Leading up to the start of the 2015 Athens Sectional meet, Ryan Lochte tweeted that he discovered something new in his swimming, and that he’s excited to see if it works this weekend in Athens.
I found something new in my swimming. Let’s see if it works this weekend in Athens Georgia at the swim meet. Either way I’m excited to race
— Ryan Lochte (@RyanLochte) July 8, 2015
A veteran of the sport, Lochte has earned more than 77 medals in major international competition and has been named the FINA Swimmer of the Year three times. Despite his impressive resume, Lochte is proving to the world that you are never good enough to stop trying to improve. Too many swimmers limit themselves, believing that you can’t teach an old dog new tricks, but Lochte is proving otherwise.
Today, Lochte experimented with a new element of his freestyle at the Athens Sectional meet at the University of Georgia. During the freestyle leg of his 200 IM, he rolled onto his back while underwater in streamline and kicked out on his back until just before his breakout. The idea of rotating while in a streamline position underwater is nothing new; a lot of swimmers rotate slightly to one side while underwater to help them stay balanced and maintain speed. Rotating entirely to your back, however, is extreme but not necessarily a bad idea if it helps you maintain speed underwater. Lochte did the same thing during the B-final of the 50 freestyle, although he was disqualified because he stayed underwater for the entire 50 meters.
Maintaining speed underwater is crucial if you want to swim fast. Look at the Texas’ men’s team, for example. They made history in March at the NCAA Championships after they put six swimmers in the A final of the men’s 100 butterfly. After the Big 12 Championships, our Gold Medal Mel Stewart asked Eddie Reese what his secret was and Reese said that in every practice in the last 18 months, his team has done 30-40 25’s butterfly kicking. He added that times are getting faster because swimmers are spending half of every race underwater. It is clear that Lochte and his coaches understand the importance of maintaining speed underwater as well.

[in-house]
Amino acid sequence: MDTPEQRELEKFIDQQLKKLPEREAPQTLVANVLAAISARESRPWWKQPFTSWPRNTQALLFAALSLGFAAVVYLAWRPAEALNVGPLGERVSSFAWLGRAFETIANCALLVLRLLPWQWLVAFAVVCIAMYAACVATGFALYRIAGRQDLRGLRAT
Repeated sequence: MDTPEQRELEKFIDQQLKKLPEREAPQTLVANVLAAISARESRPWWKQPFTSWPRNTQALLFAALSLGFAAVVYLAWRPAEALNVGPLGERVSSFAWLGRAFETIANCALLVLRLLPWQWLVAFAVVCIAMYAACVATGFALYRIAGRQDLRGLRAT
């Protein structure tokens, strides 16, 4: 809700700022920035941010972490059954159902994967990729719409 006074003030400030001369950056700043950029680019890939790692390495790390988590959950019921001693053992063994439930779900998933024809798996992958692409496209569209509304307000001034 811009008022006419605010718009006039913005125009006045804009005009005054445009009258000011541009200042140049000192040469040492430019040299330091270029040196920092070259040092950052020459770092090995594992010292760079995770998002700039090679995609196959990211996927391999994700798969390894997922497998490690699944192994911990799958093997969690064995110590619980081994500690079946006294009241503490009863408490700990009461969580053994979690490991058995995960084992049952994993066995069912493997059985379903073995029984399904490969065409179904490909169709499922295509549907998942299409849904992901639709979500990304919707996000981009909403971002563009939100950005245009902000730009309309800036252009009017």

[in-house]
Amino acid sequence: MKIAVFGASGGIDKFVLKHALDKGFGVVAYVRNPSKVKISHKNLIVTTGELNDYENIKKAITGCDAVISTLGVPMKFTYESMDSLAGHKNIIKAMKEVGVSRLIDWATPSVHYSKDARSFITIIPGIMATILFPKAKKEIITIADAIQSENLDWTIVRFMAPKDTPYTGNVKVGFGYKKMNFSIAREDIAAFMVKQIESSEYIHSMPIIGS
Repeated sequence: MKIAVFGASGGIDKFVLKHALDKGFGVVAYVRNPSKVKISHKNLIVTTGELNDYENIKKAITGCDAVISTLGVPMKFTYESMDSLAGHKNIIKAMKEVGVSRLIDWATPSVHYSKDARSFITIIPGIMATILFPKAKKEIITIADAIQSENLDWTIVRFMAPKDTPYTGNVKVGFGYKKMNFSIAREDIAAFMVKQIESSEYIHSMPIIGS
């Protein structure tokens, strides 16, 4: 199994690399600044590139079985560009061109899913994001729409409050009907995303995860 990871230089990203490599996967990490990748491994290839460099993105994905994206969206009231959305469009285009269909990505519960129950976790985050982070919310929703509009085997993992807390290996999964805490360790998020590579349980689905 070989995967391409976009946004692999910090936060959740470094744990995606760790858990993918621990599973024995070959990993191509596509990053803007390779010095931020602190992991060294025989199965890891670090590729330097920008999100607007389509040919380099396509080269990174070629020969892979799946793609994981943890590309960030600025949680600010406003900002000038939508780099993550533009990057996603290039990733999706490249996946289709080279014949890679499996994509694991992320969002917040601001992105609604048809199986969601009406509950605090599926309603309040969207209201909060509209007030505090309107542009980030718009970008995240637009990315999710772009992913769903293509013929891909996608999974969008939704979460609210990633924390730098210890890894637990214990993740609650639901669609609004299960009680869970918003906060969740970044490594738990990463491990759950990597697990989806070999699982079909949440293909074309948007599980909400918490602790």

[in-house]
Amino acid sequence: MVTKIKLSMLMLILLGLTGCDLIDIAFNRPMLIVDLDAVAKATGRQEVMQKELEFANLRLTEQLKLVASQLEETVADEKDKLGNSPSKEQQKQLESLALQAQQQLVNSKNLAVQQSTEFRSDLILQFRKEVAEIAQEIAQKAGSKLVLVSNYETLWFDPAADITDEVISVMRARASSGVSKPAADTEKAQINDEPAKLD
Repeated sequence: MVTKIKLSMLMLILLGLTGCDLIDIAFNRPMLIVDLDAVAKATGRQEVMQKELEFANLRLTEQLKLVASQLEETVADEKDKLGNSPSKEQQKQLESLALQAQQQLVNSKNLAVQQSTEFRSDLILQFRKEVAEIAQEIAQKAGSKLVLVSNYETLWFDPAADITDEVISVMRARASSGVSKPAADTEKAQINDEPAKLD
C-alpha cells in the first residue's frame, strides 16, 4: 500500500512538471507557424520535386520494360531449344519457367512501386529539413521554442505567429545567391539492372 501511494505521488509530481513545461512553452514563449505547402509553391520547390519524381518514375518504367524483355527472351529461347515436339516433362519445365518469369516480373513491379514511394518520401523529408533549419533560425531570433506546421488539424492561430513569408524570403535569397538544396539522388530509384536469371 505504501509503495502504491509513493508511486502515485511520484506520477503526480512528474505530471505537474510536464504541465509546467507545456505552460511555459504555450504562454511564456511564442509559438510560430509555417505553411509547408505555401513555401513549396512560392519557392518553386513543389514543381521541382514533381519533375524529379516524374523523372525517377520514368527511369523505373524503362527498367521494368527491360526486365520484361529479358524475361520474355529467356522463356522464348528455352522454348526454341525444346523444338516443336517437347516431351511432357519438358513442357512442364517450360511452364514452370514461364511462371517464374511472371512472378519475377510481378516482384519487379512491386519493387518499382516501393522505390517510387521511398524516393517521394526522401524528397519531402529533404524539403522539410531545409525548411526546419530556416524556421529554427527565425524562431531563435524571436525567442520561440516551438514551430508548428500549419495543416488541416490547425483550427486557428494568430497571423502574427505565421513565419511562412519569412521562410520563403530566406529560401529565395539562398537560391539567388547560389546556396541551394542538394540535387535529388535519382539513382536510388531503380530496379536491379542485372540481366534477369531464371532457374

We caught up with one of the other 200 IM finalists after the session and they told us they were really confused when they saw him underwater off the last wall.
“I thought he was doing backstroke again, I was so confused”
Seeing another swimmer on their back during the freestyle portion of the IM would be confusing, as it’s illegal to swim backstroke on the freestyle leg of any medley event. What Lochte did during his race, however, isn’t necessarily illegal. Take a look at USA Swimming’s rule below:
“In an event designated freestyle, the swimmer may swim any style, except that in a medley relay or an individual medley event, freestyle means any style other than butterfly, breaststroke or backstroke. Some part of the swimmer must break the surface of the water throughout the race, except it shall be permissible for the swimmer to be completely sub- merged during the turn and for a distance of not more than 15 meters (16.4 yards) after the start and each turn. By that point the head must have broken the surface.” – USA Swimming Rulebook, 101.5.2
Although it states a swimmer cannot swim backstroke during the freestyle leg, it does not say anything about what you can or can’t do underwater before the 15 meter mark. Take a look at the USA Swimming rule regarding the breaststroke to freestyle turn in the IM:
“Breaststroke to Freestyle — The swimmer must touch as described in 101.2.4. Once a legal touch has been made, the swimmer may turn in any manner.” – USA Swimming Rulebook, 101.6.3B(3)
Given that USA Swimming rules allow you to push off in any manner after a legal breaststroke finish is completed, turning onto your back to kick out before breaking out is legal by the rulebook. Lochte’s new strategy appeared to work for him. He won the 200 IM with a time of 2:00.00, splitting 29.88 on the final 50 meters.